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Conservation of Materials Laboratory II (HP482L) Spring 2004, Monday and Wednesday, 9:00 AM - 12:00 Noon, SAAHP 206 and lab (TBA).


 Lecture, lab and field-based course


Philip Cryan Marshall, Associate Professor
Tel. 508.951.8562, E-mail pmarshall@rwu.edu
Office: Engineering 130

Office Hours

Advising hours will be posted on my faculty office door each week, a week in advance. Please sign up and bring an agenda. If you plan to discuss drafts, proposals, drawings, field notes, photographs, or similar material, please leave a copy in my faculty mailbox with a note asking me to preview your work at least two days before your meeting — to provide enough time to consider carefully your work before getting together.


Through lectures, reading, site visits, workshops, and laboratory exercises, this course will address the professional role of the architectural conservator in the preservation of historic structures. Specifically, this course will examine the composition, properties, uses and conservation of traditional building systems and materials related to wood, glass, and metals.

The syllabus includes a detailed list of lecture subjects. The “laboratory” classes have been developed in conjunction with lectures. The laboratory classes include labs, site visits to projects, restoration businesses, workshops, and other sites.

Required reading will be assigned in advance and will be supplemented with handouts, bibliographies, and assignments. Students are expected to have each week’s assignments completed before the class as you will be expected to analyze and discuss the readings.

Assignments handed in after their due date will be reduce by one letter grade, at a minimum; papers will not be accepted beyond a week after the due date; and ‘incomplete’ for the course will not be considered unless there are extenuating circumstances and a request for an extension presented in writing.



Goals and Objectives

Goals and objectives are to explore the interrelationship of scientific, artistic, historical, preservation, and related disciplines and the way they come to bear on the understanding and conservation of historical materials and techniques. There is an emphasis on the relationship between academic studies, research, laboratory experiments, feild experience, and professional practice.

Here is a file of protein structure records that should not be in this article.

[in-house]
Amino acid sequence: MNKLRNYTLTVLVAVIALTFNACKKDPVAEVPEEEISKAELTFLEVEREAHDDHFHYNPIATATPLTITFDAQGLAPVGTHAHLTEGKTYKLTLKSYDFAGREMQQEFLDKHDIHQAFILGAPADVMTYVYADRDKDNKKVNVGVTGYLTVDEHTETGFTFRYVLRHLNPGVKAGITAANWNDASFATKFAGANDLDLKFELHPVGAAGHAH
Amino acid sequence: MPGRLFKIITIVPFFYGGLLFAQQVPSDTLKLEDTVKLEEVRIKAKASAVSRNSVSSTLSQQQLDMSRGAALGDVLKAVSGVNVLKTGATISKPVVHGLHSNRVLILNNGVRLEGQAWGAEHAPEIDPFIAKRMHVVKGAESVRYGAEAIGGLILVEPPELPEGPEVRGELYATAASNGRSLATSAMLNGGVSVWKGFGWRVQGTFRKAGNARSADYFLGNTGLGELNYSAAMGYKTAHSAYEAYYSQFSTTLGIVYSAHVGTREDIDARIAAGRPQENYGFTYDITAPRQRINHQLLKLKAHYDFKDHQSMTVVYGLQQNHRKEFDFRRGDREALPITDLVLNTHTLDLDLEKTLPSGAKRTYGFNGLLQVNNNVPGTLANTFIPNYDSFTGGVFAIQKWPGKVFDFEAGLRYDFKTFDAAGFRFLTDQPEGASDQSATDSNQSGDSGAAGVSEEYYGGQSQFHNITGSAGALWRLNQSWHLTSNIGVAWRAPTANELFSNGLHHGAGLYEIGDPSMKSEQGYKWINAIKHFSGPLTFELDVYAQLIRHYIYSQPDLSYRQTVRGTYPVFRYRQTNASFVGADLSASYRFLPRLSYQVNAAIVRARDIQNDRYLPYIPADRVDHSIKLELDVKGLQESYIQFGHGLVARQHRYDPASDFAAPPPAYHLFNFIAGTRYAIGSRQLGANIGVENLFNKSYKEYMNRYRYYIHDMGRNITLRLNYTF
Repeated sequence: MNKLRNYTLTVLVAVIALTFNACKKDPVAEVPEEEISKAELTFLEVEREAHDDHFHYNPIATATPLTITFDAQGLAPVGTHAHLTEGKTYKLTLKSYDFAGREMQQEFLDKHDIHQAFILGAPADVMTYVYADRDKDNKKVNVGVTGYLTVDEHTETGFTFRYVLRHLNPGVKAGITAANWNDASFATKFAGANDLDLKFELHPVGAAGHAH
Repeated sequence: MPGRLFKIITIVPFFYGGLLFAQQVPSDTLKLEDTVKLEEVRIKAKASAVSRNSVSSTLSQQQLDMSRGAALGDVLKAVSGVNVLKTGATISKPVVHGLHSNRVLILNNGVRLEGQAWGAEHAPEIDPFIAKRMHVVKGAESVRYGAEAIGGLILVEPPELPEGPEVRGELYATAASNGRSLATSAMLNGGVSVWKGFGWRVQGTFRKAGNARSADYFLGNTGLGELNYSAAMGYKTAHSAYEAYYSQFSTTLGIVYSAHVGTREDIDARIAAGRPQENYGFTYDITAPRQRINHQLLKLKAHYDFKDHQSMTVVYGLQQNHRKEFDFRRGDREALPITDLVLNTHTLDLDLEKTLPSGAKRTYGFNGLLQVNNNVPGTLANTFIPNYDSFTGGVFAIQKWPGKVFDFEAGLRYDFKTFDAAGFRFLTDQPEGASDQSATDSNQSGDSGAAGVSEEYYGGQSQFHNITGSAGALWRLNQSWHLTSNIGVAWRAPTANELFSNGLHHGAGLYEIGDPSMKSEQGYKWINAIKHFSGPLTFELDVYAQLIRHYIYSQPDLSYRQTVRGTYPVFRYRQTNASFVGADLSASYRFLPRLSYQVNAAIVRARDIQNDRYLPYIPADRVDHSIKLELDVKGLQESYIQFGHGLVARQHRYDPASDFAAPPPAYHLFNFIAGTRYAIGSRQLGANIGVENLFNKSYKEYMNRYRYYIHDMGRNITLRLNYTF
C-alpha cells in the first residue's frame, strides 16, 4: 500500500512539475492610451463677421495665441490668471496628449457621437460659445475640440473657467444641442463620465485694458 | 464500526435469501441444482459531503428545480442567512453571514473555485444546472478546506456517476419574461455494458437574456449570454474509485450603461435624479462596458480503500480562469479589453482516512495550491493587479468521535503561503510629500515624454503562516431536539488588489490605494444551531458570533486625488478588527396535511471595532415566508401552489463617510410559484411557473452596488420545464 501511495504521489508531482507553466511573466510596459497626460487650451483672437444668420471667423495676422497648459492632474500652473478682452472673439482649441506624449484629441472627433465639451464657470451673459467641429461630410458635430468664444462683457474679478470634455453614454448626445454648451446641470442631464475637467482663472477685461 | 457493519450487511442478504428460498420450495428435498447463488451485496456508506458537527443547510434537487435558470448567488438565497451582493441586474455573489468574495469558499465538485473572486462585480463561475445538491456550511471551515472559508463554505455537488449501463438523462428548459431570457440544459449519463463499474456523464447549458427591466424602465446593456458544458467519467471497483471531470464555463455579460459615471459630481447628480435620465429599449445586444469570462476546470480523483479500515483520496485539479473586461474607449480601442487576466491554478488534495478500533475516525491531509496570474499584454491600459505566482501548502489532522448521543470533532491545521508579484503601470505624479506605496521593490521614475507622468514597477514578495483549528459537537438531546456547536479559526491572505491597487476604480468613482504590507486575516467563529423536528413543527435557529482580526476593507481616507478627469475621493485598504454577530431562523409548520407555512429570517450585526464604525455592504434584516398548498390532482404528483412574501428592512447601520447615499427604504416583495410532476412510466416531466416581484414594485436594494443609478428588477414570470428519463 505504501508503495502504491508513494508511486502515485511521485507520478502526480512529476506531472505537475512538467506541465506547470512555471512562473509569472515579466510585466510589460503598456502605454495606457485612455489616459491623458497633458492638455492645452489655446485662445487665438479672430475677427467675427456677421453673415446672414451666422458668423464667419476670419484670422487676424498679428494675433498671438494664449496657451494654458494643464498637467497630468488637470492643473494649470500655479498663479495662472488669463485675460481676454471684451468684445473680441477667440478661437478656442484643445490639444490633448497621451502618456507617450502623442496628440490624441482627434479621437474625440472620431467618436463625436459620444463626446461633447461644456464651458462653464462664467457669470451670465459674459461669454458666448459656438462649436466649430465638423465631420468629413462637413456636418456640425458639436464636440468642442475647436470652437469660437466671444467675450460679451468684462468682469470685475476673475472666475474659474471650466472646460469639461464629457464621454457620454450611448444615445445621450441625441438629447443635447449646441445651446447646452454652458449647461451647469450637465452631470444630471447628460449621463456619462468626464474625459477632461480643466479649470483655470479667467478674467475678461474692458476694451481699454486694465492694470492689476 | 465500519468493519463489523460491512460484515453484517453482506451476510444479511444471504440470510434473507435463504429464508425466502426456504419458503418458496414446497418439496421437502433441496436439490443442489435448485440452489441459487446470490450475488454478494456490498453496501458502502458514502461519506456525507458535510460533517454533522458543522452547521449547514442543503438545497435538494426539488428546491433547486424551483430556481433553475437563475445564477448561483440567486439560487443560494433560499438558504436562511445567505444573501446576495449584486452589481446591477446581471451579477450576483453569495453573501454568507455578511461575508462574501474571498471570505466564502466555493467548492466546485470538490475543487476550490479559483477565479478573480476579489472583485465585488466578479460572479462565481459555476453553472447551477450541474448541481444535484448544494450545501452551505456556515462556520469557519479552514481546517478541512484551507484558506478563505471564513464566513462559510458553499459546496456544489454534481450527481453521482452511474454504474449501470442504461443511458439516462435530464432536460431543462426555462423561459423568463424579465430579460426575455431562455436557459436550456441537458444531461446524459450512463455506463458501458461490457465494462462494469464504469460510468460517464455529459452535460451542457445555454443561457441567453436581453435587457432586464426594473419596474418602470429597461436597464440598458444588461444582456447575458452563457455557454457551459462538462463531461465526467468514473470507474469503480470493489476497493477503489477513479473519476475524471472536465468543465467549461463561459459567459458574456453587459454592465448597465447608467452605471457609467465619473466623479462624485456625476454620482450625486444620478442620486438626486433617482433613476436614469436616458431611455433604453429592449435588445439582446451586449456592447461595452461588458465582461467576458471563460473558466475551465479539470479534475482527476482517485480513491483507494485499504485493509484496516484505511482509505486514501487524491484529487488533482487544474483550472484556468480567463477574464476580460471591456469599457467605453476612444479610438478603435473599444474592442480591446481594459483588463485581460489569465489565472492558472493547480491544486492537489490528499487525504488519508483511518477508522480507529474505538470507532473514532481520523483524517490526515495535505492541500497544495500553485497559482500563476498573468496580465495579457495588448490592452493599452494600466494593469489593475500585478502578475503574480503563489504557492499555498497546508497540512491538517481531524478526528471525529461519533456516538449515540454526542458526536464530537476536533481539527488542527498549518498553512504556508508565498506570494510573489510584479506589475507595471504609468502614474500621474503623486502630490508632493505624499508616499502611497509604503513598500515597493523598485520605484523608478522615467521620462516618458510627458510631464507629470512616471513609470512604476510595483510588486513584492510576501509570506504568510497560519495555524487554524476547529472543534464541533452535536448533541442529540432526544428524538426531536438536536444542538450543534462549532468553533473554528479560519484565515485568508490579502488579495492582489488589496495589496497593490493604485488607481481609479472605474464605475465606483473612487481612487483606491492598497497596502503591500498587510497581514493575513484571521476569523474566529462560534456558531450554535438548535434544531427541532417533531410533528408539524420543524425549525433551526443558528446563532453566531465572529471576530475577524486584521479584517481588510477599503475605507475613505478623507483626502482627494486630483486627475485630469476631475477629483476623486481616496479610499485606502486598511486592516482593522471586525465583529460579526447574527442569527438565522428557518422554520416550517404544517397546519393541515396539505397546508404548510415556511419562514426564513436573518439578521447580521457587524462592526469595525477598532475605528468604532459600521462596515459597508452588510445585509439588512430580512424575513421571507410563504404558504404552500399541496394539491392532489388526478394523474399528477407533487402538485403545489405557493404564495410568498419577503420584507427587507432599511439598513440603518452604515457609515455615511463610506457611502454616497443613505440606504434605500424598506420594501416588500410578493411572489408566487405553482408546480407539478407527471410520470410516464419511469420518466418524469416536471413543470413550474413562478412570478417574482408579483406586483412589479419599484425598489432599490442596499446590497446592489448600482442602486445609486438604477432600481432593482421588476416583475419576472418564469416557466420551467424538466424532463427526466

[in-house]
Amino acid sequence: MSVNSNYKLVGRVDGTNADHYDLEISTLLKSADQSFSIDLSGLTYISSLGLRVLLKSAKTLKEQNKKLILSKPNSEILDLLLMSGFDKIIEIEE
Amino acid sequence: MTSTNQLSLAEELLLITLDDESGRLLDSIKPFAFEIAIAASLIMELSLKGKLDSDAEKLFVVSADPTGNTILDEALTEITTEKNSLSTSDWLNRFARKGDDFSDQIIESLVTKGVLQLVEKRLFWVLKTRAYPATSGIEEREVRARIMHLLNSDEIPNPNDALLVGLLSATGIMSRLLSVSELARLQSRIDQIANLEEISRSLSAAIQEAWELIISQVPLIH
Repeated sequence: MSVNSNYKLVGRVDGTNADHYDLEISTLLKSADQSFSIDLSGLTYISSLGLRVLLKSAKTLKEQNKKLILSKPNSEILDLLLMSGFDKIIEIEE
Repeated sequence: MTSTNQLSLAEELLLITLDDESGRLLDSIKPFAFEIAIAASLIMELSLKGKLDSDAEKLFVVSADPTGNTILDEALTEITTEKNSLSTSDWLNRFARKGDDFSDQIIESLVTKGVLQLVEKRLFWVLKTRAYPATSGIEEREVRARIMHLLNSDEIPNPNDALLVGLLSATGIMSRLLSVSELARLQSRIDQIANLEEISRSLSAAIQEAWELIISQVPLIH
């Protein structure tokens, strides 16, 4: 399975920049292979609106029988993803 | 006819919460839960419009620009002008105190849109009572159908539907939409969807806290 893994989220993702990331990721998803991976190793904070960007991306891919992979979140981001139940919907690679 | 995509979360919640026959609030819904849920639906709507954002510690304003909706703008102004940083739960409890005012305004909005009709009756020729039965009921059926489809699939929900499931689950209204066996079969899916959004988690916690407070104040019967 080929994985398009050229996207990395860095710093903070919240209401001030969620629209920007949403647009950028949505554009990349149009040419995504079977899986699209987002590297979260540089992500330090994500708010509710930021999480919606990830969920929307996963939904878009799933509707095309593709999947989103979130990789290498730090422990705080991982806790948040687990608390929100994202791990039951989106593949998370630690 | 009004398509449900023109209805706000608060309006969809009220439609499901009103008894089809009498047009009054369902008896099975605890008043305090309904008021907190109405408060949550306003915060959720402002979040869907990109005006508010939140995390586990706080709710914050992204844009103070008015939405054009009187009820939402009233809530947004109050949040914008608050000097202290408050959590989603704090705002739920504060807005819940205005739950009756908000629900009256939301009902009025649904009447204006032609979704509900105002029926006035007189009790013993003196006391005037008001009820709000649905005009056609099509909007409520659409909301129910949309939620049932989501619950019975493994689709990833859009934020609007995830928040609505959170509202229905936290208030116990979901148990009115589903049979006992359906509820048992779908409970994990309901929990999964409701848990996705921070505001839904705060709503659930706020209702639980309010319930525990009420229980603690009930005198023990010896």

• Course lecturers, with discussion
  • Course readings, followed by class discussion
  • Course readings, followed by independent analysis
  • Course readings, followed by quizzes
  • Team-oriented class conservation assessment of sites
  • Independent, self-directed documentation of a particular site
  • Guest lecturers, field trips, and visits to specialists -- with your active participation in discussion
  • Site visits, conducted independently by students, alone or as a
  • Site visits, conducted by the entire class

Student Responsibilities

  • Attend all classes, site visits, and field trips
  • Work as involved, responsible member of all project teams
  • Actively participate in class discussions
  • Complete assignments (word-processed or electronic, when written) by due dates
  • Advise faculty about any concerns, tutoring, and special needs
  • Come to site visits prepared, with necessary tools, equipment, and supplies


Readings are primarily Web based. You must print out hard copies of all assigned reading before their due date. You are expected to use the printouts for highlighting, making marginal notes and comments, and identifying issues, subjects and questions you wish to discuss. Carefully organize readings, assignments and other material in your course binder(s), which will be handed in.


Refer to Assignments.


Refer to Schedule.